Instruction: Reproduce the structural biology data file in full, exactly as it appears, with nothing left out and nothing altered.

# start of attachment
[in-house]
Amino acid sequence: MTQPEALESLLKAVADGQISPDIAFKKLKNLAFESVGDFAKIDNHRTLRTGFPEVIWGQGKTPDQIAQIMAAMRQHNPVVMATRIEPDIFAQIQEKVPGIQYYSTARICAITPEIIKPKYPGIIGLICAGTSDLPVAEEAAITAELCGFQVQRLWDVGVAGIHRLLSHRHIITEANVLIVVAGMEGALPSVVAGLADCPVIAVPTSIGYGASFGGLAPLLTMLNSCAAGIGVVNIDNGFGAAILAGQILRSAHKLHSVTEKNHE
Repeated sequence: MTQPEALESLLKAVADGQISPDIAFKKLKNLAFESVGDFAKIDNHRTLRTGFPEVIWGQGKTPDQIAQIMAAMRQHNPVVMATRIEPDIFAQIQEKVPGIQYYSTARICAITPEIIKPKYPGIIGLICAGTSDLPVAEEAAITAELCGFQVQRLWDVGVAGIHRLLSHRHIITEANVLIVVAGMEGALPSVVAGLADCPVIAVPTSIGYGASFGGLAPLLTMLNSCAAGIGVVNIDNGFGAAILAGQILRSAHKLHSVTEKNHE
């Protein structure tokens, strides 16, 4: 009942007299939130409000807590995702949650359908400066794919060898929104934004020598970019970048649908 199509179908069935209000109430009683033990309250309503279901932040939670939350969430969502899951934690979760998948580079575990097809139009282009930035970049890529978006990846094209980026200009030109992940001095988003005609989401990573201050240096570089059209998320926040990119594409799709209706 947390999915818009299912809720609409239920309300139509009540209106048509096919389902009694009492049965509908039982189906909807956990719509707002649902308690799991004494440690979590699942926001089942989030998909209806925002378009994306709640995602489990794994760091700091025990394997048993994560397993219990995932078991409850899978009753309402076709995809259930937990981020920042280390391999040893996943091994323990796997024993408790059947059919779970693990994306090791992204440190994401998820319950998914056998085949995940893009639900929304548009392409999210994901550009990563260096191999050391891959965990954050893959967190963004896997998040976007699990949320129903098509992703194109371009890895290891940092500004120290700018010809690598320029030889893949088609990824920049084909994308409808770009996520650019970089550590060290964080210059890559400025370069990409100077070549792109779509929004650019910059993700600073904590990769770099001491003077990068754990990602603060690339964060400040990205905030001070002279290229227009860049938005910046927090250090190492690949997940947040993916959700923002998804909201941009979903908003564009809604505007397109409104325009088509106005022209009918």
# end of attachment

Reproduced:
[in-house]
Amino acid sequence: MTQPEALESLLKAVADGQISPDIAFKKLKNLAFESVGDFAKIDNHRTLRTGFPEVIWGQGKTPDQIAQIMAAMRQHNPVVMATRIEPDIFAQIQEKVPGIQYYSTARICAITPEIIKPKYPGIIGLICAGTSDLPVAEEAAITAELCGFQVQRLWDVGVAGIHRLLSHRHIITEANVLIVVAGMEGALPSVVAGLADCPVIAVPTSIGYGASFGGLAPLLTMLNSCAAGIGVVNIDNGFGAAILAGQILRSAHKLHSVTEKNHE
Repeated sequence: MTQPEALESLLKAVADGQISPDIAFKKLKNLAFESVGDFAKIDNHRTLRTGFPEVIWGQGKTPDQIAQIMAAMRQHNPVVMATRIEPDIFAQIQEKVPGIQYYSTARICAITPEIIKPKYPGIIGLICAGTSDLPVAEEAAITAELCGFQVQRLWDVGVAGIHRLLSHRHIITEANVLIVVAGMEGALPSVVAGLADCPVIAVPTSIGYGASFGGLAPLLTMLNSCAAGIGVVNIDNGFGAAILAGQILRSAHKLHSVTEKNHE
């Protein structure tokens, strides 16, 4: 009942007299939130409000807590995702949650359908400066794919060898929104934004020598970019970048649908 199509179908069935209000109430009683033990309250309503279901932040939670939350969430969502899951934690979760998948580079575990097809139009282009930035970049890529978006990846094209980026200009030109992940001095988003005609989401990573201050240096570089059209998320926040990119594409799709209706 947390999915818009299912809720609409239920309300139509009540209106048509096919389902009694009492049965509908039982189906909807956990719509707002649902308690799991004494440690979590699942926001089942989030998909209806925002378009994306709640995602489990794994760091700091025990394997048993994560397993219990995932078991409850899978009753309402076709995809259930937990981020920042280390391999040893996943091994323990796997024993408790059947059919779970693990994306090791992204440190994401998820319950998914056998085949995940893009639900929304548009392409999210994901550009990563260096191999050391891959965990954050893959967190963004896997998040976007699990949320129903098509992703194109371009890895290891940092500004120290700018010809690598320029030889893949088609990824920049084909994308409808770009996520650019970089550590060290964080210059890559400025370069990409100077070549792109779509929004650019910059993700600073904590990769770099001491003077990068754990990602603060690339964060400040990205905030001070002279290229227009860049938005910046927090250090190492690949997940947040993916959700923002998804909201941009979903908003564009809604505007397109409104325009088509106005022209009918």